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Discussion Starter #1
hi guys ,
I am currently shopping for a mini poodle and found one breeder that I liked( wanderlust poodles). They breed standards and just starting out minis now so this will be the first litter. However, the mother has the cddy gene, 1 copy of it. How concerned should I be?is this a big red flag?
I know this test is newer
 

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Based on the information I've read from UC Davis, I would not consider a CDDY positive dog a good breeding candidate:
"Dogs with N/CDDY genotype will have leg shortening compared to N/N dogs and are at risk for intervertebral disc herniation. They will transmit this CDDY variant to 50% of their offspring."
 

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Discussion Starter #3
Based on the information I've read from UC Davis, I would not consider a CDDY positive dog a good breeding candidate:
"Dogs with N/CDDY genotype will have leg shortening compared to N/N dogs and are at risk for intervertebral disc herniation. They will transmit this CDDY variant to 50% of their offspring."
Ah that breaks my heart:(
 

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Cowpony is right but I'm curious if the breeder told you this or if you found the results on OFA yourself. It won't change the results or the risk but it may be worth asking the breeder if you found it yourself.


ETA I found the info on their website and linked to PawPrint to view the results, assuming I chose the right poodle. They seem to be pretty committed to testing so I'd consider asking the breeder about it.

If I found the right girl, here's the OFA link for her.

 

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I believe wanderlust has a good reputation (I'd have to check to be sure but no time right now) so I would for sure ask them about it. I would still consider the litter based on what they say. The mutation is not fully understood and if the frequency is as high as UC Davis found, then carriers are still breeding candidates but attempts should be made to continue their lines with non carrier offspring. As long as the sire is clear and the dam shows no indication of short legs, I would consider it potentially acceptable if the breeder has put thought into the pairing.
 

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Cowpony is right but I'm curious if the breeder told you this or if you found the results on OFA yourself. It won't change the results or the risk but it may be worth asking the breeder if you found it yourself.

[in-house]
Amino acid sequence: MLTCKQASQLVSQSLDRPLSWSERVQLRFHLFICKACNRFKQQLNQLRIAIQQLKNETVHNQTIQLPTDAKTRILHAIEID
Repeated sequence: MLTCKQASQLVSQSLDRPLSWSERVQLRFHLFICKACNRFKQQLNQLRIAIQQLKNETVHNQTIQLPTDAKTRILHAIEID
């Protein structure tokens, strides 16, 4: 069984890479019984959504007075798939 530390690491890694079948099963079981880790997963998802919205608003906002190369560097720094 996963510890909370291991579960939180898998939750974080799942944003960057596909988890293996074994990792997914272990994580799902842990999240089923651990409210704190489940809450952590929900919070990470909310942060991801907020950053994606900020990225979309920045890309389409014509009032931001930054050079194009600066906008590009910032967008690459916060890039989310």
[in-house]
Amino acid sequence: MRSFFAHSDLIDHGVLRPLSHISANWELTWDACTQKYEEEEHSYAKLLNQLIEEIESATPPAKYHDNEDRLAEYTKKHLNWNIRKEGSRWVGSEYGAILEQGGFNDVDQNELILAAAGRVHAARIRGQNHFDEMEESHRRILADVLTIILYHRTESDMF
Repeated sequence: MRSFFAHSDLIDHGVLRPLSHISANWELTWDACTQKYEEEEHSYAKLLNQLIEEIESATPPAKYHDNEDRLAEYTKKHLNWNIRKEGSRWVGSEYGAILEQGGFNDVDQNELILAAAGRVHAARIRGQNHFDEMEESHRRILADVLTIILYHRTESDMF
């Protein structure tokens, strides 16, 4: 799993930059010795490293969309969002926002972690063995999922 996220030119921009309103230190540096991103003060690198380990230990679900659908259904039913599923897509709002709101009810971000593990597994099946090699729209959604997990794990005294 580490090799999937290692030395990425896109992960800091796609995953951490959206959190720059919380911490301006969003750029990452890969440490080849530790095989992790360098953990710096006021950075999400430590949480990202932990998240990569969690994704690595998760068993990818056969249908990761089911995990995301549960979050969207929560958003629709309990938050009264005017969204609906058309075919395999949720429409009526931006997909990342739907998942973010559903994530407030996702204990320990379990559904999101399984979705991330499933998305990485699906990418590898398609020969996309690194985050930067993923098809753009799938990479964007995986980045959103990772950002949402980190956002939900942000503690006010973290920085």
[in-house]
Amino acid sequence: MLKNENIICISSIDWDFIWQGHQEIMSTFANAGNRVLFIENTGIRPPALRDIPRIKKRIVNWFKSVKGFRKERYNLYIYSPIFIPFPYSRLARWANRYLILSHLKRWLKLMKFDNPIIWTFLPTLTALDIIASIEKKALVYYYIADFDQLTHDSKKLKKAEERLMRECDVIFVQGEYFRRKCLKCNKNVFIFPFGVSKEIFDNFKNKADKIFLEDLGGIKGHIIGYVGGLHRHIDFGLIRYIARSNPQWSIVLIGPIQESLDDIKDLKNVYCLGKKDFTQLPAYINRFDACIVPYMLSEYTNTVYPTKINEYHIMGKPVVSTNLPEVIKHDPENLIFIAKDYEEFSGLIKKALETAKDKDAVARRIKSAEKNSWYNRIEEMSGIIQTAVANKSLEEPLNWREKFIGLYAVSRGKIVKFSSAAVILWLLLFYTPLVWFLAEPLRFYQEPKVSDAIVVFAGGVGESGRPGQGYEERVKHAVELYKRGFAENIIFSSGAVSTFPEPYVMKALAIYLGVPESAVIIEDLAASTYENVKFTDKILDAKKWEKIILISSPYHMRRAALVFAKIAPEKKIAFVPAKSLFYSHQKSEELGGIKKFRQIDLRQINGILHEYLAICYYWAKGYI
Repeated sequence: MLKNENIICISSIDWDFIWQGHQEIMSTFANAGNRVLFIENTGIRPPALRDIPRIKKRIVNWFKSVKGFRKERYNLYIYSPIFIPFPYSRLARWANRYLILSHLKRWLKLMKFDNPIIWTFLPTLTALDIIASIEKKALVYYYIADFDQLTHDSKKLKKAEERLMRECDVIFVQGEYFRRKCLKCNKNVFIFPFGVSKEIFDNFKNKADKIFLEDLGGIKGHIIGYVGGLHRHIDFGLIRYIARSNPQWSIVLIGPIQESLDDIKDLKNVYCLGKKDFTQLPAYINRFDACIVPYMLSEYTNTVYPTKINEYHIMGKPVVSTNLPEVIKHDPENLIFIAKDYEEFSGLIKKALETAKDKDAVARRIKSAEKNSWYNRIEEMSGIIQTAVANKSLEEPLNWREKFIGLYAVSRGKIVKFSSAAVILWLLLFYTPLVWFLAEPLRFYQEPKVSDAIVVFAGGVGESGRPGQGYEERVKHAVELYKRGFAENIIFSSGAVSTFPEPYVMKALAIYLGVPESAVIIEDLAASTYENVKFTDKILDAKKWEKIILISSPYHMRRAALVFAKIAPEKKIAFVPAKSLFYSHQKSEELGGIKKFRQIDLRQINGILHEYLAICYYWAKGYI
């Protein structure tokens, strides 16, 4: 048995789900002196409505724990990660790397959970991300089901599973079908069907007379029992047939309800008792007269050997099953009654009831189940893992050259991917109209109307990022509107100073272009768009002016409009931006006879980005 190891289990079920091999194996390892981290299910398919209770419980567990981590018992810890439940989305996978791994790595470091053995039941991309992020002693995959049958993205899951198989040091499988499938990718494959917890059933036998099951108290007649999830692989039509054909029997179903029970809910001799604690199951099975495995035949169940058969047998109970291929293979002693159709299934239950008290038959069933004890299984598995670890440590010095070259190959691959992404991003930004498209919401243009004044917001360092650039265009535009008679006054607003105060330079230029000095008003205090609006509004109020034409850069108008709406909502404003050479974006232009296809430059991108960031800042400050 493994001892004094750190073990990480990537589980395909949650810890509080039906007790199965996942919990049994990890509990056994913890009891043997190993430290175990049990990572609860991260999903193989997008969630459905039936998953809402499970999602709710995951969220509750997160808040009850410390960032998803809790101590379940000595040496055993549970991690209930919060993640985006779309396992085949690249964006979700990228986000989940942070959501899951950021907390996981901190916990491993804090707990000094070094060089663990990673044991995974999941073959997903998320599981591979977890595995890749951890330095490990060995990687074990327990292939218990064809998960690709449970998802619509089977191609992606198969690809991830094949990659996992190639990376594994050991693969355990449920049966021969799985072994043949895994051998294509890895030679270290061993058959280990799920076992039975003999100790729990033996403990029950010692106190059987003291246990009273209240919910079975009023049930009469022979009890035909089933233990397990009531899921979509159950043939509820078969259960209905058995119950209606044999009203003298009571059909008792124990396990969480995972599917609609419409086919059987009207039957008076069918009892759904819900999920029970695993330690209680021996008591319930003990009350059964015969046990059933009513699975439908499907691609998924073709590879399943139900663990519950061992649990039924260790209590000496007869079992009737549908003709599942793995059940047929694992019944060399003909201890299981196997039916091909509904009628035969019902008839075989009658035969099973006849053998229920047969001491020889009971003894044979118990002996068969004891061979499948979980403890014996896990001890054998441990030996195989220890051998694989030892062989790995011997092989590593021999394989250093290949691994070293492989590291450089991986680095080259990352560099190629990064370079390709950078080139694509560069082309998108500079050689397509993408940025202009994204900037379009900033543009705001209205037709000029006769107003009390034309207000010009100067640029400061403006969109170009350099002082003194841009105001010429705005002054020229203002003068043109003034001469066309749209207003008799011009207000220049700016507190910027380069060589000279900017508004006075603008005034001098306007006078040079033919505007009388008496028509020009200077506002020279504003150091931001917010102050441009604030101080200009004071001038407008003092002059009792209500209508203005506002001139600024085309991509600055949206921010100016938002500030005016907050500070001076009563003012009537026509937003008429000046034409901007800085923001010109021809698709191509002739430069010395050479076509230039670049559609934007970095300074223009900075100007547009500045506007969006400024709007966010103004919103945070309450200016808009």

ETA I found the info on their website and linked to PawPrint to view the results, assuming I chose the right poodle. They seem to be pretty committed to testing so I'd consider asking the breeder about it.

If I found the right girl, here's the OFA link for her.

Thank you for your reply! Yes that’s the girl and I also liked that about the breeder. The fact that Thai information isn’t hidden and is out there
Cowpony is right but I'm curious if the breeder told you this or if you found the results on OFA yourself. It won't change the results or the risk but it may be worth asking the breeder if you found it yourself.


ETA I found the info on their website and linked to PawPrint to view the results, assuming I chose the right poodle. They seem to be pretty committed to testing so I'd consider asking the breeder about it.

If I found the right girl, here's the OFA link for her.

that’s exactly what I liked about her is the fact that that grays isn’t even required but she had it done. But I talked to someone from a poodle club and she brought up the fact that there isn’t a chic number? I do see ofa testing and don’t quite understand if her lacking chic number would be a big deal?
and yes that’s the right poodle! She provided me with the links to ofa for both parents as well
Advanced Search | Orthopedic Foundation for Animals | Columbia, MO dad
Advanced Search | Orthopedic Foundation for Animals | Columbia, MO mom
 

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Thank you for your reply! Yes that’s the girl and I also liked that about the breeder. The fact that Thai information isn’t hidden and is out there


that’s exactly what I liked about her is the fact that that grays isn’t even required but she had it done. But I talked to someone from a poodle club and she brought up the fact that there isn’t a chic number? I do see ofa testing and don’t quite understand if her lacking chic number would be a big deal?
and yes that’s the right poodle! She provided me with the links to ofa for both parents as well
Advanced Search | Orthopedic Foundation for Animals | Columbia, MO dad
Advanced Search | Orthopedic Foundation for Animals | Columbia, MO mom
Sorry didn’t realize that my reply that I was typing while at work was still there! Ignore the fist part haha
 

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I believe wanderlust has a good reputation (I'd have to check to be sure but no time right now) so I would for sure ask them about it. I would still consider the litter based on what they say. The mutation is not fully understood and if the frequency is as high as UC Davis found, then carriers are still breeding candidates but attempts should be made to continue their lines with non carrier offspring. As long as the sire is clear and the dam shows no indication of short legs, I would consider it potentially acceptable if the breeder has put thought into the pairing.
Thank you for your reply! From what I’m seeing not a lot of breeders are even testing for this so in my eyes even if I went to another breeder this could still be a risk unless they tested negative. She provided me with ofa links to both parents and both don’t have chic numbers? Would that be a big deal? I added the links in the reply above if you’d like to take a look
 

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I would ask why the breeder chose not to go for CHIC certification, but I wouldn't write off a breeder who does hip and several genetic health tests without pursuing CHIC. Most of the CHIC tests are phenotypic rather than genotypic. That is, they measure whatever was happening physically with the dog the day the test was done. Bad hips usually show up early; it should be apparent the dog has issues between 1-2 years. However, stuff like sebaceous adenitis and thyroid issues may not manifest until the dog is in late middle age, after being retired from breeding. Therefore, some breeders think the CHIC certification isn't worth the cost.